“I told Luke, ‘I can’t do this film if I’m married. I can’t be in this [head]space if I’m doing this film.’”

Anderson felt that she needed to be in a certain emotional place before doing the film. “I told Luke, ‘I can’t do this film if I’m married. I can’t be in this [head]space if I’m doing this film.’ So it worked out that I got a divorce and we did the film right after, and it was really therapeutic for me because a lot of [the issues the film covers] were on my mind, about the choices I’m making for the wrong reasons.”

Her character is constantly reaching for something that might be emotionally helpful, therapeutic, freeing. As a Southern California native, I thought one of the film’s greatest strengths was how it tackles the underlying darkness of LA’s cult of self-improvement. Gilford was born and bred in California, and understands its allure and inherent fallacy.



“Pamela represents California culture in a really interesting way,” he said. “On the one hand, California represents this obsession with youth and beauty that’s quite shallow, and around the world that’s associated with California. California also represents this sort of existential longing for deeper meaning, and wellness culture. I don’t think it’s any coincidence that those two things coexist in places like Malibu. Those two things lead to a very specific kind of alienation that I wanted viewers to feel in the film.”

I’ve always been an Anderson fan. She’s charming and passionate about causes that matter to her, especially animal rights and veganism. After speaking with her, it was especially clear that she deserves solid, intelligent work like Gilford’s. And she wants to keep going. “I feel like now I got the bug,” she said. “I want to do more and I want to expand it more, because now I really have the opportunity to apply myself to anything.” But there is no straight career path. “I have no plan. That’s kind of my plan. David LaChapelle always says I’m the least ambitious person, and the least calculated person. But I do want to do some great things.” Films with LaChapelle and Franco are next up, as well as a continued collaboration with Gilford.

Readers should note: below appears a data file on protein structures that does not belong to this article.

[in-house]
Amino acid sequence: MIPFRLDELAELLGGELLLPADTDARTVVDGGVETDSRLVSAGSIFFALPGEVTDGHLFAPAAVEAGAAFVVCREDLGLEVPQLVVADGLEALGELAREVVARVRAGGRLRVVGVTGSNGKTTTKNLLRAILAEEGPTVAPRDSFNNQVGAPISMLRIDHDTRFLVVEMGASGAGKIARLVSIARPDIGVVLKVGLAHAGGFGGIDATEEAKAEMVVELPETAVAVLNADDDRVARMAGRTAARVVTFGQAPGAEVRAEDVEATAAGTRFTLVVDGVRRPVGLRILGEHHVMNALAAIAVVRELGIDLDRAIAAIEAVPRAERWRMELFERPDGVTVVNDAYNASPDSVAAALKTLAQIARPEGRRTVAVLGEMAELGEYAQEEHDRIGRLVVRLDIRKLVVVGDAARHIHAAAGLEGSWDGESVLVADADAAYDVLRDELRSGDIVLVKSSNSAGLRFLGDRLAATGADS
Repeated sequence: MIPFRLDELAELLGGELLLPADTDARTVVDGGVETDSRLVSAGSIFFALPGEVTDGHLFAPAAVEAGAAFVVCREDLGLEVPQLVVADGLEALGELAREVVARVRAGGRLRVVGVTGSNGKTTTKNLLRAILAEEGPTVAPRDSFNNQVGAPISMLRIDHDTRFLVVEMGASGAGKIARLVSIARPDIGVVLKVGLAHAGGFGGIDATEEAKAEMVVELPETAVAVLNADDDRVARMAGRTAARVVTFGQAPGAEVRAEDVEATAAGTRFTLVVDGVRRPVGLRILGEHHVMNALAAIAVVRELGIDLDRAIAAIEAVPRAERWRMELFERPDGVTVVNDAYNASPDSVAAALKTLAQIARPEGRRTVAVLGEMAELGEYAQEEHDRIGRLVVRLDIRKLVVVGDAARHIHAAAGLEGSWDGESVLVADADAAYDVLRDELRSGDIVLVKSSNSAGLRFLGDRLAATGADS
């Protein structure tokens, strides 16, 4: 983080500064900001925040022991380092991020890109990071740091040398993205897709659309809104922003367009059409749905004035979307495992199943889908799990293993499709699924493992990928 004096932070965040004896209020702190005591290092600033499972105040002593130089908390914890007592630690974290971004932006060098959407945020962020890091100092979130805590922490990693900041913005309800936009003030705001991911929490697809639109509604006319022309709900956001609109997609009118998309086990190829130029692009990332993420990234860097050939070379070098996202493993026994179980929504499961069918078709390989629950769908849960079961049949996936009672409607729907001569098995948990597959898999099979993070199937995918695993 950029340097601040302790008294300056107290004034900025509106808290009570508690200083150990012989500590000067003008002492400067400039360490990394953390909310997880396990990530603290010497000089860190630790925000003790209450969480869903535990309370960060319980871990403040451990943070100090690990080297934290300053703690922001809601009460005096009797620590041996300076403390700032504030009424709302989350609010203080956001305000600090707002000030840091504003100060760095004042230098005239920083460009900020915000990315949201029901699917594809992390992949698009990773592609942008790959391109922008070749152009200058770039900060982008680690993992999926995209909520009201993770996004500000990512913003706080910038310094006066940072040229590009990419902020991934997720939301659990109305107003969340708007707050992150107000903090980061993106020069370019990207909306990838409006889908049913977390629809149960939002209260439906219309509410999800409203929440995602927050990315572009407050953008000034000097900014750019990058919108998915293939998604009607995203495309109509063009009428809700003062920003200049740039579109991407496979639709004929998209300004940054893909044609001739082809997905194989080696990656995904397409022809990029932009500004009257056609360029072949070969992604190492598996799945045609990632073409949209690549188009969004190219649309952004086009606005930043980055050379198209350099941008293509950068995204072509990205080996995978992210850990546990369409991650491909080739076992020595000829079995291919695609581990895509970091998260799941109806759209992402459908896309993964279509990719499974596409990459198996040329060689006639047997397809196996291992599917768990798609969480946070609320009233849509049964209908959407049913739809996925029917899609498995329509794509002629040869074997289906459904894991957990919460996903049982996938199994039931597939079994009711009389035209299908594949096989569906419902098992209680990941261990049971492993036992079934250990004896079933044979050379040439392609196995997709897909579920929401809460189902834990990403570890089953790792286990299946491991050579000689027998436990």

The 1960s-style photos seen here come from another project with the director, called “Movies.” It’s an ongoing series, inspired by films that both Anderson and Gilford love. “We just started telling each other stories about this woman’s life: her trauma, her pleasures, her highs, and her lows,” said Gilford. “Throughout the shoot, we started acting things out together for me to capture in a single photo. It’s a really fluid and experimental process that we’ve developed through creating these different characters.”

“For a while, Pamela represented this one type of character: this sort of cartoon image of this blonde bombshell Barbie doll,” he said. “So now it’s been really fun for us to create [these] kind of other characters that are much more complex and nuanced and layered.”

“There’s this kind of curiousness people have about me, and these people that have shown interest in working with me,” said Anderson. “I’m on these people’s radar, and a lot of young filmmakers I find are looking to me in a different way than my peers look at me. They’re looking at me like, ‘There’s a human being behind this person.’”

Milk presents limited edition prints of Luke Gilford’s untitled portraits from two new series of photographs, “Connected” and “Movies,” featuring Pamela Anderson.

Prints are now available for purchase online at the Milk Gallery Store.

All prints are unframed Archival Pigment Prints: signed, dated and numbered verso.

For all print sales inquiries, please contact [email protected].